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What is Chikungunya?

This viral illness spreads to people from mosquito bites and the name comes from the Kimakonde language in Tanzania meaning to “become contorted.”  Early symptoms of chikungunya include high fever, rash, and severe joint pain.  Up to 50% of people infected will experience prolonged fatigue and joint pain often affecting the hands and feet.  Sadly, for some people symptoms can last months or years impacting daily activities and livelihood.

Similar to dengue fever and zika, chikungunya is spread from the Aedes mosquito species, which has adapted to live in urban areas and often bites during the daytime. 

When outbreaks occur, the illness spreads rapidly within communities, with up to 75% of a population becoming ill.  People of any age can be infected, although infections tend to be more severe in those with underlying health conditions, pregnant women, and those 65 years and older. A blood sample sent to a laboratory is needed to confirm infection, and because test equipment is not readily available in many places of the world, many cases likely go unreported.

Many countries throughout the world have reported cases of chikungunya in the past five years
Symptoms after infection with the chikungunya virus can include moderate to severe headache, fatigue, joint and muscle pain.

Where is Chikungunya Found?

Many tropical and subtropical countries are at risk for chikungunya due to the presence of the Aedes mosquito. Owing to its wide geographic distribution, chikungunya infections have been reported in Africa, the Americas, Asia, Europe, and islands in the Indian and Pacific Oceans.  Most outbreaks occur during the rainy season and cases typically decrease during the dry season.

How Do I Protect Myself Against Infection?

Because there is no specific treatment for chikungunya infection, it’s best to avoid infection altogether with vaccination and mosquito bite avoidance.

Adults 18 years and older may be recommended the chikungunya vaccine before international travel.  Individuals traveling to a country with a current chikungunya outbreak or visiting an at-risk country for more than 6 months are highest priority for vaccination.  Additionally, people 65 years and older, especially those with certain health conditions, and with plans to stay more than 2 weeks in an area with past outbreaks should consider vaccination.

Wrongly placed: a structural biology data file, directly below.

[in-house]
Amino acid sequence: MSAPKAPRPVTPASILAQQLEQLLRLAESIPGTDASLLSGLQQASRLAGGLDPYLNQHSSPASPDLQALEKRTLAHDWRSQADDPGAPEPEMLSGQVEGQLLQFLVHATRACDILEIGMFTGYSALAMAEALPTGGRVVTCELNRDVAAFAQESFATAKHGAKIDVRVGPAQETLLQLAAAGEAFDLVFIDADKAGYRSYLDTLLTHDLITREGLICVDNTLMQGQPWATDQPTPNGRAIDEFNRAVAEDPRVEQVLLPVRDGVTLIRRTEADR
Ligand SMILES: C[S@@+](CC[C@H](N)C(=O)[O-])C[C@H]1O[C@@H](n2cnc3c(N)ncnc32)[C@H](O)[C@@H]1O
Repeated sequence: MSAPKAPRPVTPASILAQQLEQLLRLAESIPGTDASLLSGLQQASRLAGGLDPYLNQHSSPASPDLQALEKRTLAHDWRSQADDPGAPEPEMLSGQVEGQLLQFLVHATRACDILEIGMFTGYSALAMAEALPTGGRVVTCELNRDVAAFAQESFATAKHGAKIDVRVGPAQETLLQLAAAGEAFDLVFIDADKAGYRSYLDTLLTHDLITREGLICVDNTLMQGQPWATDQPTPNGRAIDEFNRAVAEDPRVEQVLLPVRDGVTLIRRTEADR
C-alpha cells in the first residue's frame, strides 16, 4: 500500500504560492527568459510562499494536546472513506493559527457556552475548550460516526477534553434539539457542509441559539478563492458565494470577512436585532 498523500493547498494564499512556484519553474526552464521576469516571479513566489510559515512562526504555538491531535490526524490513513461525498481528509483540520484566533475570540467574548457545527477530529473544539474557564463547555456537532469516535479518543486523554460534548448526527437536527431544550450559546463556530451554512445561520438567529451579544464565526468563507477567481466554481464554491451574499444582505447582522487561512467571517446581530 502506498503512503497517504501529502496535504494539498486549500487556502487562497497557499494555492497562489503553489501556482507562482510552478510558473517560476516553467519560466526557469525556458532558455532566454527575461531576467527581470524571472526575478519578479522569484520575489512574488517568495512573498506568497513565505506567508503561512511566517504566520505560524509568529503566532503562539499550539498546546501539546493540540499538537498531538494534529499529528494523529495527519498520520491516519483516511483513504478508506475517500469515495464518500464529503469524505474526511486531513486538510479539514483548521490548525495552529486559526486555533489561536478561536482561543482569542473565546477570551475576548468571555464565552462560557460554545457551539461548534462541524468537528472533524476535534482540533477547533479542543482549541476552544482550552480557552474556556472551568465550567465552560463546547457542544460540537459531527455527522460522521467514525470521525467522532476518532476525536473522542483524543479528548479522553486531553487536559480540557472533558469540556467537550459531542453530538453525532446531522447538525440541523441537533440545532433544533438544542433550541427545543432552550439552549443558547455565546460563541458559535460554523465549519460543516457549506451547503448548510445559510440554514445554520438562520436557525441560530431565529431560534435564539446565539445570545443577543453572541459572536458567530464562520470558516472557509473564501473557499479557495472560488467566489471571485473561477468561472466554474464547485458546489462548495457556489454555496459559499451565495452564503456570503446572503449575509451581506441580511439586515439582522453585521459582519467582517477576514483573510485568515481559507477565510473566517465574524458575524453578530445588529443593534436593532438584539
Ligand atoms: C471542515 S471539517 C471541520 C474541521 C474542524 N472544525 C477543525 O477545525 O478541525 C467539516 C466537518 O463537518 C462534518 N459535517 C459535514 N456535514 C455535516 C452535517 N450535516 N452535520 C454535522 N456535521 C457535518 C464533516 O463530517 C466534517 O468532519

IXCHIQ Chikungunya Vaccine

The chikungunya vaccine, brand name IXCHIQ, received FDA approval for use in adults 18 years and older the in United States in November 2023.  Currently, no other vaccine is available to prevent chikungunya illness in the US.  The vaccine is administered as a single dose in the deltoid muscle of the arm.

What Else Should I Know About the IXCHIQ Vaccine?

Like all vaccines, some mild side effects after vaccination including arm pain, headache, muscle pain, and low grade fever is normal.  In a small percentage of people, side effects from the vaccine interfered with normal daily activities.

Similar to the measles, chickenpox, and yellow fever vaccines, IXCHIQ is a live attenuated immunization and should be given on the same day as other live vaccines or four weeks apart.  Individuals with a weakened immune system should not take the chikungunya vaccine.  As part of your appointment, a comprehensive review of your health history will be completed to ensure the vaccine is right for you. 

This variety of mosquito transmits chikungunya along with dengue fever and zika

Where Can I Find the Chikungunya Vaccine?

Because Destination Health Clinic specializes in travel medicine, the chikungunya vaccine is available at all three of our Massachusetts offices; Braintree – South Shore, Natick – Framingham, and Springfield – Longmeadow.  For appointments, please call the offices nearest you or schedule online.

Other Travel Vaccines to Consider

If you are visiting a country or region where chikungunya infection is a concern, chances are, other travel vaccines and malaria medication are recommended.  Immunizations to protect against other mosquito diseases include Yellow Fever and Japanese Encephalitis. Food and water safety is also a top priority for travelers and the Hepatitis A and Typhoid Fever vaccines can keep you safe.